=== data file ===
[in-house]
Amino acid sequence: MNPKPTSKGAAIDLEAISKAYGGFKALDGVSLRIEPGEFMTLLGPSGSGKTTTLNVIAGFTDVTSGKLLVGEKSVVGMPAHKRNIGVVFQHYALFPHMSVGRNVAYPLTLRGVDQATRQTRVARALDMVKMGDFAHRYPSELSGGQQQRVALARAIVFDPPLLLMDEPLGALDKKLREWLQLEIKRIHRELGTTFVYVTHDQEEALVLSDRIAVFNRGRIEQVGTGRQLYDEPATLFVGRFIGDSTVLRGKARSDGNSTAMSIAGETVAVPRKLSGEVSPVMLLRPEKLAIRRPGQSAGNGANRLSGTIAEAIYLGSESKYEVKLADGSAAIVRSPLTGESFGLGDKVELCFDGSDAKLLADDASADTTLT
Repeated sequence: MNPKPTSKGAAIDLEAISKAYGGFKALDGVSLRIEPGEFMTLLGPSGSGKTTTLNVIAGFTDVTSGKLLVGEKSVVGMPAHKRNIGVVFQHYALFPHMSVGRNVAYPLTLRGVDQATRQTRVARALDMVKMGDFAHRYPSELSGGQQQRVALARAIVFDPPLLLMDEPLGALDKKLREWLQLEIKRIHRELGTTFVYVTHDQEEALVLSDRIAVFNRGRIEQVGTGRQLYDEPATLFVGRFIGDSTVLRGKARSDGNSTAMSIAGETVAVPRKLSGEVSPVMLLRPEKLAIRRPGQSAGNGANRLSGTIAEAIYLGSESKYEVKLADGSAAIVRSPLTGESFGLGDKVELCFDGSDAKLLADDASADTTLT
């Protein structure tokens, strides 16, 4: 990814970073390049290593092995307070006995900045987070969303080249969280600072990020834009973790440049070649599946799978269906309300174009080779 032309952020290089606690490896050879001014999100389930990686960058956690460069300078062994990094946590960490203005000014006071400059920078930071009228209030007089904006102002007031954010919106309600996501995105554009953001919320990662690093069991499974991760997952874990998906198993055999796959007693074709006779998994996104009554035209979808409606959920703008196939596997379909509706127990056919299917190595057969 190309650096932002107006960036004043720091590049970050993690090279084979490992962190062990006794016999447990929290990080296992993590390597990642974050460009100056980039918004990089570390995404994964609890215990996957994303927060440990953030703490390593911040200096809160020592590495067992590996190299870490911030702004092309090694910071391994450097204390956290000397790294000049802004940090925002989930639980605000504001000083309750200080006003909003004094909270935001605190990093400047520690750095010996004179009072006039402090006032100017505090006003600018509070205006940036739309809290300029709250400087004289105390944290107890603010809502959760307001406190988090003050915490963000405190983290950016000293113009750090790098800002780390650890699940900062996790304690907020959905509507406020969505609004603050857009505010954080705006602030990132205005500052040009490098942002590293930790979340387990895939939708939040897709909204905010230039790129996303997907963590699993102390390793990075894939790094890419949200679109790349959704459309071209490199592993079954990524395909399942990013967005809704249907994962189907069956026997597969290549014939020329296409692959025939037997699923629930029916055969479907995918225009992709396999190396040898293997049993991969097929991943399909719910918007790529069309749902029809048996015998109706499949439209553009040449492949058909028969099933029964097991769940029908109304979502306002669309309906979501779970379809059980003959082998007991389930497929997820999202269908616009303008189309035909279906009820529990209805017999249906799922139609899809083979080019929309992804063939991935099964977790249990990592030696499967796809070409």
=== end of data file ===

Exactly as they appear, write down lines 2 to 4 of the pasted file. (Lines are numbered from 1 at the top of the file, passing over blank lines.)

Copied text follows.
Amino acid sequence: MNPKPTSKGAAIDLEAISKAYGGFKALDGVSLRIEPGEFMTLLGPSGSGKTTTLNVIAGFTDVTSGKLLVGEKSVVGMPAHKRNIGVVFQHYALFPHMSVGRNVAYPLTLRGVDQATRQTRVARALDMVKMGDFAHRYPSELSGGQQQRVALARAIVFDPPLLLMDEPLGALDKKLREWLQLEIKRIHRELGTTFVYVTHDQEEALVLSDRIAVFNRGRIEQVGTGRQLYDEPATLFVGRFIGDSTVLRGKARSDGNSTAMSIAGETVAVPRKLSGEVSPVMLLRPEKLAIRRPGQSAGNGANRLSGTIAEAIYLGSESKYEVKLADGSAAIVRSPLTGESFGLGDKVELCFDGSDAKLLADDASADTTLT
Repeated sequence: MNPKPTSKGAAIDLEAISKAYGGFKALDGVSLRIEPGEFMTLLGPSGSGKTTTLNVIAGFTDVTSGKLLVGEKSVVGMPAHKRNIGVVFQHYALFPHMSVGRNVAYPLTLRGVDQATRQTRVARALDMVKMGDFAHRYPSELSGGQQQRVALARAIVFDPPLLLMDEPLGALDKKLREWLQLEIKRIHRELGTTFVYVTHDQEEALVLSDRIAVFNRGRIEQVGTGRQLYDEPATLFVGRFIGDSTVLRGKARSDGNSTAMSIAGETVAVPRKLSGEVSPVMLLRPEKLAIRRPGQSAGNGANRLSGTIAEAIYLGSESKYEVKLADGSAAIVRSPLTGESFGLGDKVELCFDGSDAKLLADDASADTTLT
């Protein structure tokens, strides 16, 4: 990814970073390049290593092995307070006995900045987070969303080249969280600072990020834009973790440049070649599946799978269906309300174009080779 032309952020290089606690490896050879001014999100389930990686960058956690460069300078062994990094946590960490203005000014006071400059920078930071009228209030007089904006102002007031954010919106309600996501995105554009953001919320990662690093069991499974991760997952874990998906198993055999796959007693074709006779998994996104009554035209979808409606959920703008196939596997379909509706127990056919299917190595057969 190309650096932002107006960036004043720091590049970050993690090279084979490992962190062990006794016999447990929290990080296992993590390597990642974050460009100056980039918004990089570390995404994964609890215990996957994303927060440990953030703490390593911040200096809160020592590495067992590996190299870490911030702004092309090694910071391994450097204390956290000397790294000049802004940090925002989930639980605000504001000083309750200080006003909003004094909270935001605190990093400047520690750095010996004179009072006039402090006032100017505090006003600018509070205006940036739309809290300029709250400087004289105390944290107890603010809502959760307001406190988090003050915490963000405190983290950016000293113009750090790098800002780390650890699940900062996790304690907020959905509507406020969505609004603050857009505010954080705006602030990132205005500052040009490098942002590293930790979340387990895939939708939040897709909204905010230039790129996303997907963590699993102390390793990075894939790094890419949200679109790349959704459309071209490199592993079954990524395909399942990013967005809704249907994962189907069956026997597969290549014939020329296409692959025939037997699923629930029916055969479907995918225009992709396999190396040898293997049993991969097929991943399909719910918007790529069309749902029809048996015998109706499949439209553009040449492949058909028969099933029964097991769940029908109304979502306002669309309906979501779970379809059980003959082998007991389930497929997820999202269908616009303008189309035909279906009820529990209805017999249906799922139609899809083979080019929309992804063939991935099964977790249990990592030696499967796809070409």